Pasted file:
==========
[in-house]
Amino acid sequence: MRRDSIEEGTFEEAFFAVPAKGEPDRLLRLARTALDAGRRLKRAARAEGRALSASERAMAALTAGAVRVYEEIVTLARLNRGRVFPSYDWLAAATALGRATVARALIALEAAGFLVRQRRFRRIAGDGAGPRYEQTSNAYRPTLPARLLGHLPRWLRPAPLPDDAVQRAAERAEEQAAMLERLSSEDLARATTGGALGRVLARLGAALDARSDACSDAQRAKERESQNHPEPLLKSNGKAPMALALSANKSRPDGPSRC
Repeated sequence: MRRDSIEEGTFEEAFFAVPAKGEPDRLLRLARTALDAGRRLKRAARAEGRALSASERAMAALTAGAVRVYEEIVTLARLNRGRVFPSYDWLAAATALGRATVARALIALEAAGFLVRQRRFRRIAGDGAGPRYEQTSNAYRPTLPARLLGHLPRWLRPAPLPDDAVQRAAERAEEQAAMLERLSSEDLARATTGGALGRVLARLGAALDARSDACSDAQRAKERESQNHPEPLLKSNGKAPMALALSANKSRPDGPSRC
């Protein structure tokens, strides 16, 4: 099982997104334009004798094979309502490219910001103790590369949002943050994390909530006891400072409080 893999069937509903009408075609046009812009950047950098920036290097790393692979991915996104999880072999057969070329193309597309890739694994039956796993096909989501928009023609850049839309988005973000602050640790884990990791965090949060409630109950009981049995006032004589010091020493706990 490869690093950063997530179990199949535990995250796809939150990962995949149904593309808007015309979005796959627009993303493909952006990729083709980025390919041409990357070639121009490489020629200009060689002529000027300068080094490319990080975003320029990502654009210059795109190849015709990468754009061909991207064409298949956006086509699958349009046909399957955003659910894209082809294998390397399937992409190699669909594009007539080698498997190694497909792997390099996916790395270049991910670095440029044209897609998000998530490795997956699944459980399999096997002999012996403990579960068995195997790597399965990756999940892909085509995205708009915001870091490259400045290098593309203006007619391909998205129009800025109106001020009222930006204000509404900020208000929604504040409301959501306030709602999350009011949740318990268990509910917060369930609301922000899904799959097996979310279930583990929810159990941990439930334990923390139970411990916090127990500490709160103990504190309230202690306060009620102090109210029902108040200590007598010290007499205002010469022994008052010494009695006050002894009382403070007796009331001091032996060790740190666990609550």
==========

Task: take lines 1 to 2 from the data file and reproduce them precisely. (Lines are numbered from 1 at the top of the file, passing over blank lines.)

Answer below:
[in-house]
Amino acid sequence: MRRDSIEEGTFEEAFFAVPAKGEPDRLLRLARTALDAGRRLKRAARAEGRALSASERAMAALTAGAVRVYEEIVTLARLNRGRVFPSYDWLAAATALGRATVARALIALEAAGFLVRQRRFRRIAGDGAGPRYEQTSNAYRPTLPARLLGHLPRWLRPAPLPDDAVQRAAERAEEQAAMLERLSSEDLARATTGGALGRVLARLGAALDARSDACSDAQRAKERESQNHPEPLLKSNGKAPMALALSANKSRPDGPSRC